Oregon Hospitals Warn State's COVID-19 Vaccination Plan Could Trigger 'Potential Chaos'

Concerns that an organization representing health care systems in Oregon raised about COVID-19 vaccine availability ahead of anticipated priority group expansions are "factually incorrect," a representative for Governor Kate Brown said Friday.

Brown announced on January 15 that teachers and other school employees will be included in the state's next round of vaccinations. The plan to prioritize teachers dates back to late last year, Brown said.

In a Friday statement, the Oregon Association of Hospitals & Health Systems' president and CEO, Becky Hultberg, criticized the decision to quickly expand access to COVID-19 vaccines, which she said was "setting unreasonable expectations." The main concern Hultberg outlined in her statement was about the availability of vaccine doses at a time when states across the U.S. are running low and awaiting replenishments in their supplies.

"We are deeply concerned that the Governor, by expanding eligibility to teachers and other school employees in addition to seniors aged 65 and older, is increasing demand for the vaccine far beyond available supply in some regions," Hultberg's statement began. She went on to say that some health care systems will be able to meet demands for doses, but added that others are less likely to be able to do so.

COVID-19 vaccines in Oregon
Teachers and other school employees will be eligible to receive a COVID-19 vaccine in Oregon starting on January 25. In the photo above, health care workers at the Portland Veterans Affairs Medical Center receive COVID-19 vaccinations on December 16, 2020 in Portland, Oregon. Nathan Howard/Getty

"Our hospitals and community partners have made great strides in creating vaccine programs from scratch with virtually no state or federal help, including funding," Hultberg's statement said. "We are concerned that the current plans will add stress and potential chaos to these efforts as facilities are inundated with anxious residents seeking the vaccine."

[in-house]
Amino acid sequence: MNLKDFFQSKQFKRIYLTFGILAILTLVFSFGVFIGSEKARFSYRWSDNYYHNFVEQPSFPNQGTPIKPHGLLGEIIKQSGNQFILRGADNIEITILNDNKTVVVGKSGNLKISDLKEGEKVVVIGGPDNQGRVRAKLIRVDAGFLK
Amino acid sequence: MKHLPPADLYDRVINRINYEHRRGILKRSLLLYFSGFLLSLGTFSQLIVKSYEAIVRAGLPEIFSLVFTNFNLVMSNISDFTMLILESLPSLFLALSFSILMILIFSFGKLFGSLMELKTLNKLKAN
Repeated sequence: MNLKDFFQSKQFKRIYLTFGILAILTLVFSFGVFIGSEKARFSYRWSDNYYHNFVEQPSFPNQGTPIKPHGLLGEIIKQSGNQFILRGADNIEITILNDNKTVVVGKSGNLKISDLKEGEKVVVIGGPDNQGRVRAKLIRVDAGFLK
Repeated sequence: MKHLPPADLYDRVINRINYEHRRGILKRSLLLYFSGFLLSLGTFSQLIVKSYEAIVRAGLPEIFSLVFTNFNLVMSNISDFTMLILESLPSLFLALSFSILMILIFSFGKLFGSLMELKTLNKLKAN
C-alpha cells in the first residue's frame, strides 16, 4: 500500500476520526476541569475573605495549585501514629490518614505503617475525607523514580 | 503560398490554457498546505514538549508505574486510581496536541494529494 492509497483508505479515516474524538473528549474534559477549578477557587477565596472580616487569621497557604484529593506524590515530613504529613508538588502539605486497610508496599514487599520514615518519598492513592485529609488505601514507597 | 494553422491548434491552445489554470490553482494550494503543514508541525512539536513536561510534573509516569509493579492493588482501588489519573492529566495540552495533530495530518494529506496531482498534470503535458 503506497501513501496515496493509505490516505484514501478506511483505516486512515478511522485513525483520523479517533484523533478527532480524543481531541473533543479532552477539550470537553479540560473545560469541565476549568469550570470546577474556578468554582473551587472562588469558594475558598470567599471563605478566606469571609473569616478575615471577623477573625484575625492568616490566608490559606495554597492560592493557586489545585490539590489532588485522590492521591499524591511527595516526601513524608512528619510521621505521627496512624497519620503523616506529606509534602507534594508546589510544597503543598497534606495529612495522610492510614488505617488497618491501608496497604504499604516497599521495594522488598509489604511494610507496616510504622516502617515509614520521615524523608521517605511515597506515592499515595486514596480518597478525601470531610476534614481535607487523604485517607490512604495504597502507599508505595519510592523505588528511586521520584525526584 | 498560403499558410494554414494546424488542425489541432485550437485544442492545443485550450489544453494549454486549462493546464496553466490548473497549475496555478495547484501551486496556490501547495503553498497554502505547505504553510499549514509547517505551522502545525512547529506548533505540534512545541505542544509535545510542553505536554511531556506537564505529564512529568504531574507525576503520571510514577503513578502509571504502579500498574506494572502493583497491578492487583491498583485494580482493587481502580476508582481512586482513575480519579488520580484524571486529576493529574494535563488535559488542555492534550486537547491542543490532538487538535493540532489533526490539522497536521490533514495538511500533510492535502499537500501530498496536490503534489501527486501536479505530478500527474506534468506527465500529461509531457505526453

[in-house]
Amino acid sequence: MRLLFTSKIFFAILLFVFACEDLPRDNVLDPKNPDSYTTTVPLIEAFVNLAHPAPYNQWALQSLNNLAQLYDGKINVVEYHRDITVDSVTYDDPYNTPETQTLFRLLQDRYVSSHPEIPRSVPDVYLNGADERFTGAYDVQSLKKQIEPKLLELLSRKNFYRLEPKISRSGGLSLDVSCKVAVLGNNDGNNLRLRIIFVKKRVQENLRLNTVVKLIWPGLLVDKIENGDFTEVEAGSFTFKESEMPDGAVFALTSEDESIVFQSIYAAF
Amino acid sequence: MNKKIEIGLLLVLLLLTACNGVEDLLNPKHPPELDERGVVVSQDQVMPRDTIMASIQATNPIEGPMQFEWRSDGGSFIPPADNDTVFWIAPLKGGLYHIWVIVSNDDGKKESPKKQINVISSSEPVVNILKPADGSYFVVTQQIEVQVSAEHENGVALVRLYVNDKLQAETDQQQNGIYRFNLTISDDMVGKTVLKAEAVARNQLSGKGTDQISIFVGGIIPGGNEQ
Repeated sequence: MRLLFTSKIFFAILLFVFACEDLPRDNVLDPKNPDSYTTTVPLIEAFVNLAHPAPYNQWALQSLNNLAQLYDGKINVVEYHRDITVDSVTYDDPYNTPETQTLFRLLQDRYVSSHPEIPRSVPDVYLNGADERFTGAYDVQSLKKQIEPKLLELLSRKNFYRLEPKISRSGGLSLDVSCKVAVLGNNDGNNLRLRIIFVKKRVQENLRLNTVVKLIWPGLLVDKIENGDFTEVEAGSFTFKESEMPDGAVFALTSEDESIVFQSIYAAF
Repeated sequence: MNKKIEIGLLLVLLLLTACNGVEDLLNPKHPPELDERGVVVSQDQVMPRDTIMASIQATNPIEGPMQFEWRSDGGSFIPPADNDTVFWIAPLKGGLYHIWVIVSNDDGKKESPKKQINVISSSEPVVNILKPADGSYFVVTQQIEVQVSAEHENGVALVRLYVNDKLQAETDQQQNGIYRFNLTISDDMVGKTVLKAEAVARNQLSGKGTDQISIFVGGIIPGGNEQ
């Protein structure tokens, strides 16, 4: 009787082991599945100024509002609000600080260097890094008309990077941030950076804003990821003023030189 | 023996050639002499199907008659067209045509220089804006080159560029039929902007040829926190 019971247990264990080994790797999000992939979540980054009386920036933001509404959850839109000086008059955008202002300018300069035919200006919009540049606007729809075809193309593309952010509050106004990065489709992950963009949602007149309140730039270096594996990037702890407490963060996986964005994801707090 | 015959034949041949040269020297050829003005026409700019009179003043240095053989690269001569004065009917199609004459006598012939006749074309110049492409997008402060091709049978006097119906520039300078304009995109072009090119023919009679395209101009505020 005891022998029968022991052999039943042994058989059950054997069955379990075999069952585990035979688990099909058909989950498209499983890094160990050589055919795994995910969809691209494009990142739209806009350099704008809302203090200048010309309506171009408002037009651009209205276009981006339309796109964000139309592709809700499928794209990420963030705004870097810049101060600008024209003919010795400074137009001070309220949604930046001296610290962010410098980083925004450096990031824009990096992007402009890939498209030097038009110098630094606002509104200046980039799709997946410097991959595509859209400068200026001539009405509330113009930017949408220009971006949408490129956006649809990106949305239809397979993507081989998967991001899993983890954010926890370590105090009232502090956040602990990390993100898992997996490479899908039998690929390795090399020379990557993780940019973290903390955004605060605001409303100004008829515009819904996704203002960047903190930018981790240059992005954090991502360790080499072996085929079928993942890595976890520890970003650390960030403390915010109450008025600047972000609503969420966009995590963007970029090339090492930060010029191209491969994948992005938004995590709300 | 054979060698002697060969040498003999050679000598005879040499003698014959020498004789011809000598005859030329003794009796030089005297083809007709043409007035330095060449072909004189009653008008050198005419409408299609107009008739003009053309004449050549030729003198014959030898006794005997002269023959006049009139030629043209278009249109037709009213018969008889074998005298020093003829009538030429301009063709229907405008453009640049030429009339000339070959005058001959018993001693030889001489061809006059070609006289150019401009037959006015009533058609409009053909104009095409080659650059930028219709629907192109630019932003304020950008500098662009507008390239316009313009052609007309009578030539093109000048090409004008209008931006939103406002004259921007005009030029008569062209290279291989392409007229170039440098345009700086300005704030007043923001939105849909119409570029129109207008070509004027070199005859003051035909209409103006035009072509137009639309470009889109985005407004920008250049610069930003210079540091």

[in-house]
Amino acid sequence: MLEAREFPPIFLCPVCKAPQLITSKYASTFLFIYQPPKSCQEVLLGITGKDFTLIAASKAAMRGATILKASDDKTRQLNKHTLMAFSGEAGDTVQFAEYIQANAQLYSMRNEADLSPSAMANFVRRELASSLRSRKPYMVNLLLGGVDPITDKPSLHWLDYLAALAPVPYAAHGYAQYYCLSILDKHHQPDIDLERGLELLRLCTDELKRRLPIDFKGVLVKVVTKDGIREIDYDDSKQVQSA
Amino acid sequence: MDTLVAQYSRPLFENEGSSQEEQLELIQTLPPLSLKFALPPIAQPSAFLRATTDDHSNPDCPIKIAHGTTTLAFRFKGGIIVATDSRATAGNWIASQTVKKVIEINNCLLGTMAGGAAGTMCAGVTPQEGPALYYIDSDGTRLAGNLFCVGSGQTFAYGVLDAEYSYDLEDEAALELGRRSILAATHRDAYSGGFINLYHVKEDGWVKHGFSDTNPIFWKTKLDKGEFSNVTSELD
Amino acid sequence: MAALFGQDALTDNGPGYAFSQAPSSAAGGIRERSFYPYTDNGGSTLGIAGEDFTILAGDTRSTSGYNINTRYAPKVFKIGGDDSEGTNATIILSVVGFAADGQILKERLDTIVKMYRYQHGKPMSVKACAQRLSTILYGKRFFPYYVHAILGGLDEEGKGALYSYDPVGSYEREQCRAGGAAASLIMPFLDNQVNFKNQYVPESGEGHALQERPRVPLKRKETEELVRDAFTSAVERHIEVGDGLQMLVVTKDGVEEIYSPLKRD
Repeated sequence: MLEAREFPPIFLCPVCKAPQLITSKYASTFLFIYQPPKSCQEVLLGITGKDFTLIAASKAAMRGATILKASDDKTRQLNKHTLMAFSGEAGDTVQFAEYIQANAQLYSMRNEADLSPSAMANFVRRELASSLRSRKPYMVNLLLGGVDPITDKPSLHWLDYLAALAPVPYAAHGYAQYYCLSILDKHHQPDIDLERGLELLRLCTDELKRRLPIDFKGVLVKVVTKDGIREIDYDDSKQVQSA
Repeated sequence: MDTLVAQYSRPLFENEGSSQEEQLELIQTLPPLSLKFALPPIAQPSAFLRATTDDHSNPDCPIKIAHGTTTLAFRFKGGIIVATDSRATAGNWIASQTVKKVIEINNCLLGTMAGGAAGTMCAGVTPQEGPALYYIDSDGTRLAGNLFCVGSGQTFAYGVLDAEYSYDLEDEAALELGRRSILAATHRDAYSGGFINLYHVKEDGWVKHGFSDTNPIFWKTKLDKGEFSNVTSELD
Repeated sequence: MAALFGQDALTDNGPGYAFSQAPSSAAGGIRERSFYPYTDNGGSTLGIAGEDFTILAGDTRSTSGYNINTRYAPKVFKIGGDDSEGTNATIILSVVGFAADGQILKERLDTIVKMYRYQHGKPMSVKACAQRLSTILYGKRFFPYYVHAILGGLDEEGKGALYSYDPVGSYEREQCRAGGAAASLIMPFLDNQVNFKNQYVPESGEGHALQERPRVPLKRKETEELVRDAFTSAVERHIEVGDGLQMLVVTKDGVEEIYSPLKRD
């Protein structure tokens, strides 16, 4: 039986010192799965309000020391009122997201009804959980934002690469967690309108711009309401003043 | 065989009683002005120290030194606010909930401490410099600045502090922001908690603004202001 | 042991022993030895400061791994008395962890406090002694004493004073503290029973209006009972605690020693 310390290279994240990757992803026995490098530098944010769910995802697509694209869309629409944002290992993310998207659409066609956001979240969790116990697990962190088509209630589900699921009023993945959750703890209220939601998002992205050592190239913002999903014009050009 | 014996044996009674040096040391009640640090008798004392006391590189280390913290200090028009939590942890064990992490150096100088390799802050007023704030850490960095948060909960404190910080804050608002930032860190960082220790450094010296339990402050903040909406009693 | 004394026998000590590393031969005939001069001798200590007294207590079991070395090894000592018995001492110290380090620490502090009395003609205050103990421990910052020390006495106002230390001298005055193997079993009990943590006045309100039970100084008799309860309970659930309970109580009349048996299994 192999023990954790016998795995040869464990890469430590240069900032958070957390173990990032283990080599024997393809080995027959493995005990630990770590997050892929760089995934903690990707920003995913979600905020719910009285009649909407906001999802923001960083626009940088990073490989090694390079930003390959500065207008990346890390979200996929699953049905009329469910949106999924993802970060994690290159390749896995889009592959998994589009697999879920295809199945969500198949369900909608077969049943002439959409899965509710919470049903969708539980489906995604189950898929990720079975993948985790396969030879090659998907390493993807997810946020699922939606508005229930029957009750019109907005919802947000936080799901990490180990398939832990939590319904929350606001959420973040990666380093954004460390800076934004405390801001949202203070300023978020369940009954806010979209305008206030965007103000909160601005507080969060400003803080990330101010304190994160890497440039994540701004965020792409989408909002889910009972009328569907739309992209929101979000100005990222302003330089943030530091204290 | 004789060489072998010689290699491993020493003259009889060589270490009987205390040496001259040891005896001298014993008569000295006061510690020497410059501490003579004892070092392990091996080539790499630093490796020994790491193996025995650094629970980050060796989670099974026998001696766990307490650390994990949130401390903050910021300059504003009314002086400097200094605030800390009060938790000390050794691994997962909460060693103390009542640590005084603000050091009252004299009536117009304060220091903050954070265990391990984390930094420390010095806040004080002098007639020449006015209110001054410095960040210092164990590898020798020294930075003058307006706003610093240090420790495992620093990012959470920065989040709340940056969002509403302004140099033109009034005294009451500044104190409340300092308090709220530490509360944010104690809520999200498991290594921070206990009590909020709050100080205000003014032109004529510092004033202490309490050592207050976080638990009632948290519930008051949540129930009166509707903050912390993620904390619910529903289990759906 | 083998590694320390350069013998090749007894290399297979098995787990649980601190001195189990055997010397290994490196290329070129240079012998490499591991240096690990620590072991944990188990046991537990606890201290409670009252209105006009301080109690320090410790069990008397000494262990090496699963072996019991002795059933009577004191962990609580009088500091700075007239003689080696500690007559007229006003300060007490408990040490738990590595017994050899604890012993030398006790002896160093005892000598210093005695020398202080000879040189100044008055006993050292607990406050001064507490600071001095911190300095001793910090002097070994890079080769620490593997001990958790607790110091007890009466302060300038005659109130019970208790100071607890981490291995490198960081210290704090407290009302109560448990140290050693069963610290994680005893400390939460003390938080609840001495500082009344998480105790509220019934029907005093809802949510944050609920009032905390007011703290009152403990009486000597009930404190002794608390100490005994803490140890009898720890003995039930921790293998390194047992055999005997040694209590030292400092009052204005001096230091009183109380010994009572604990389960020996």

"This statement is factually incorrect," the deputy communications director for Brown's office, Charles Boyle, told Newsweek. "We'd recommend the hospital association read our vaccine plan and talk to their member hospitals before they send poorly-researched press releases. OHA laid out a schedule today in our press conference for how we plan to vaccinate educators and seniors on a realistic timetable with the vaccine supplies we have available. We are working closely with Oregon hospitals to implement that plan."

As the Centers for Disease Control and Prevention recommended in early December, Oregon prioritized health care workers and long-term care facility residents in its first round of COVID-19 vaccinations. According to Brown, Oregon earlier this week finished vaccinating all residents ages 65 and older who live in long-term care facilities and wanted to be immunized.

"Educators can be vaccinated quickly, district by district," Brown said. "This choice represents a rapid action that will have an outsized impact on Oregon kids."

Brown said protecting seniors has been a top priority "since day one of this response" but said it was also important to consider the long-term impacts of distance learning on children. She referred to a study published last month by the consulting firm McKinsey and Company, which explored the "high cost" of COVID-19 in terms of learning loss among school-aged children. The study said those costs were especially exacerbated among students of color.

"If we were to vaccinate every Oregon senior first, the unfortunate and harsh reality is that many of our educators would not get vaccinated this school year, and Oregon kids would continue to suffer," Brown said.

Teachers and other school employees can begin receiving COVID-19 vaccines the week of January 25, Brown said Friday.